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What I Learned This Week: Don't Strangle the Bottle

Sara Lingafelter
Sara Lingafelter
4 min read

There wasn’t much time for reading this week — it’s been a 6:30 am alarm clock and a 1 am “off duty” each day while I’ve been at Outdoor Retailer in Salt Lake City.  So, no new resources for you this week, but in the absence of great articles to read, here’s an alternative update.

One of the delights of this week’s Outdoor Retailer show was an invitation from the apparel brand, Prana, to attend a one-hour “mindfulness session” on Saturday afternoon of the show.  The session was led by author and meditation teacher Mark Coleman.

After a one-minute silent meditation and discussion, we did a longer guided meditation and then discussed our individual experiences.  At one point in the conversation, Mark reached for a water bottle to illustrate a point he was making, and gently picked it up with one hand.

“You can pick up the water bottle,” he said, “or you can strangle the water bottle,” he added, tightening his grip around the bottle until the plastic crackled and the bottle was crushed inside his grip.

I am a total bottle strangler.

One of my greatest challenges is figuring out how to exert just the right amount of effort.  Take this week, for example.  I was supposed to work Wednesday through Friday, then take the weekend off to ski.  Instead, I worked past midnight every night this week (and that includes both days of the weekend).  And even while I was doing it, I thought to myself, “Why?”

WHY do I work so hard?  It’s not external pressure — I could have stopped work at 5pm on Friday and skied all weekend, and nobody would have noticed.  The painful flip side to that is the knowledge that nobody but me is going to notice that I worked all weekend!  I strangled the shit out of OR (like I always do), and I’d like to learn how not to do that.

I learned — after much effort — how to not strangle law school.  I felt intense pressure and anxiety during law school.  I felt like if I didn’t study every minute, I’d flunk out.  So I overcompensated, and performed above the level I needed to during my first two years of school.  It wasn’t until my last semester of law school that I actually achieved my goal of “picking up” law school instead of “strangling” it, and was delighted by my first straight B’s report card.  Those straight B’s meant that I passed all my classes, but they also meant that I’d taken care of more than just my schoolwork that semester.  I’d climbed, I’d spent time with friends outside of school and family, I’d taken care of myself.  Instead of an A in school and a D in living, I was stoked to score straight B’s across the board.

So now, I am home, and it’s a day where my deadline is not yet met, I am at the place of tired where I feel as if my eyes are going to water.  Today will roll into tomorrow, which was full to a convex meniscus even before I roll today’s missed deadline into tomorrow morning’s workload.

And it’s unmistakable that I do this to myself.  I overpromise.  I set expectations too high (for myself, and when communicating expectations to others).  I put accommodating other peoples’ timelines ahead of taking care of myself (or honoring my own boundaries) and try to juggle more balls than I have the skill or temperament to juggle.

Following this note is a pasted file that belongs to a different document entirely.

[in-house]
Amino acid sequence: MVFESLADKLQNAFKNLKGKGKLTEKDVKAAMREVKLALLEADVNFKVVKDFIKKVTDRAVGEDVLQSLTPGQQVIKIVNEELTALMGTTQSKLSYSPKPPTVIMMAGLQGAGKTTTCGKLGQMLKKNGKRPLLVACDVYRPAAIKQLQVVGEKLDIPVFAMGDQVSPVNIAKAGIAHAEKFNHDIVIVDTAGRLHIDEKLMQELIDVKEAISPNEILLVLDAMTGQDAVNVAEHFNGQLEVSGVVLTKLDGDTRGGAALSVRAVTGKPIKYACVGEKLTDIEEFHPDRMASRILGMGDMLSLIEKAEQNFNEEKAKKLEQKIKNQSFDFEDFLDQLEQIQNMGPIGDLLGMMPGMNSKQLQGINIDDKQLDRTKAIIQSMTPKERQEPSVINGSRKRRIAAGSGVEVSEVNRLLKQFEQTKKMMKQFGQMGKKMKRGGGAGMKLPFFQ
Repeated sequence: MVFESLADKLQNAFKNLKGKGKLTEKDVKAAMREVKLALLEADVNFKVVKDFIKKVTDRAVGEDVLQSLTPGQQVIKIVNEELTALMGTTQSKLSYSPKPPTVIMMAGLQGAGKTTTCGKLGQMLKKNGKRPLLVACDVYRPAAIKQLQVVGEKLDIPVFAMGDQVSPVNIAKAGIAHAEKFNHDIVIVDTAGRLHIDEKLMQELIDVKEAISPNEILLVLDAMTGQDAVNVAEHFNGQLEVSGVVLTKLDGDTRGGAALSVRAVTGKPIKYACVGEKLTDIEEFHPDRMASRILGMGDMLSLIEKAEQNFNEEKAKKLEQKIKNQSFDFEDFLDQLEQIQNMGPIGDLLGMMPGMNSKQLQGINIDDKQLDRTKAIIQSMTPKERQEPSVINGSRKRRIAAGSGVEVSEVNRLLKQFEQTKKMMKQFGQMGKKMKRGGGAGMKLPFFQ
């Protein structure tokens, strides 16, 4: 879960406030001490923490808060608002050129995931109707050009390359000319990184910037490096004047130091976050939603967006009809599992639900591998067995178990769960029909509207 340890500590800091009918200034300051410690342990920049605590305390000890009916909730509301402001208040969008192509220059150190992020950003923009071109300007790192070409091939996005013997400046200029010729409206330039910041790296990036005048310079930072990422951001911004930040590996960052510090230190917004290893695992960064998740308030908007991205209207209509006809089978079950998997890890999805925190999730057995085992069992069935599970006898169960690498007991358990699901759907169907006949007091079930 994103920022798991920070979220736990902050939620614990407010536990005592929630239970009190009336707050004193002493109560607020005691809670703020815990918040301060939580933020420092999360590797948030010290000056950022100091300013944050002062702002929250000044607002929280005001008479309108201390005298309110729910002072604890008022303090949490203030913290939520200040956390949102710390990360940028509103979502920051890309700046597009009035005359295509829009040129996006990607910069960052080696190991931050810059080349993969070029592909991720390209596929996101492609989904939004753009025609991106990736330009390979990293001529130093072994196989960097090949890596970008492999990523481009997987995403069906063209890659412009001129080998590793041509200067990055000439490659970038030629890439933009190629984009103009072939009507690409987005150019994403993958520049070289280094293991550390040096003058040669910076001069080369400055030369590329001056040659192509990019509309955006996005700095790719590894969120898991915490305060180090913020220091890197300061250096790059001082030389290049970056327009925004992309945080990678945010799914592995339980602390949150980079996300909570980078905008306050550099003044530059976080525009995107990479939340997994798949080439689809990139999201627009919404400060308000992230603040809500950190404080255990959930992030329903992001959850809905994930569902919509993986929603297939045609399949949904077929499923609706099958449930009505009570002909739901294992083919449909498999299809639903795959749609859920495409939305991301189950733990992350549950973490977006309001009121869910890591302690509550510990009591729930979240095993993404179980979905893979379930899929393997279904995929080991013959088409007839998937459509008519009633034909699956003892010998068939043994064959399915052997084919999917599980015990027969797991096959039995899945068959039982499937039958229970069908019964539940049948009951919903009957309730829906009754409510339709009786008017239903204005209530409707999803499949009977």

So what do I do to loosen my stranglehold on these facets of my life?  I did it once — during law school — and I can do it again, right?

What I learned then was to take time to climb; to make a schedule and stick to it even when the work wasn’t “done;” and to make a point of spending time with friends that weren’t a part of my “work” life, with whom I could talk about anything but law school.  Now, in the years that have passed, I’ve learned about meditation and flow and — a concept that I’ve spent precious little time indulging in lately, and which probably deserves more of my effort — lightness.  In times of stress, I actually close my eyes and think of a feather.  It’s white, like the one in Forest Gump.  It hangs in midair, floating gently from side to side.

When I feel serious, I feel heavy.  Attached to the ground.  I feel the gravity of being pulled down; the inertia of not moving; I feel anchored.  When I think of a feather, I’m reminded that lightness enables movement.  Lightness leads to flow.

I learned this same lesson through climbing.  If you overgrip — if you hang on harder than the minimum amount of effort that it takes to keep yourself on the wall, you pump out, your endurance fails, and you can’t hold on anymore.  Worst case scenario, you feel your fingers actually peel one by one off the grip you were holding; the force on the remaining straining fingers increased because of the additional weight they now have to bear because of the failures that have occurred, this process repeating until you fall. That lesson is so familiar to my cells, that just typing those words made my hands sweat.

And I’ve learned strategies through meditation.  If I gently return my attention again and again to what is here before me, rather than spinning off about consequences or what happens next, then I can be more present.  What is the purpose, in this context, for strangling the shit out of a bottle (or a writing project, or a proposal, or a speaking engagement, or a rock climb)?  If I’m present, and mindful, then I can pick up the bottle deliberately, with just the necessary amount of effort to achieve the goal.

This is one area where I’m in the awareness stage, not the “I have the answers” stage.  How about you?  What are your tips and strategies for lightening the stranglehold on life and work and exerting only the necessary amount of force?

Sara Lingafelter

Sara (Grace) Lingafelter takes steps forward and backward toward a right-sized life on a daily basis.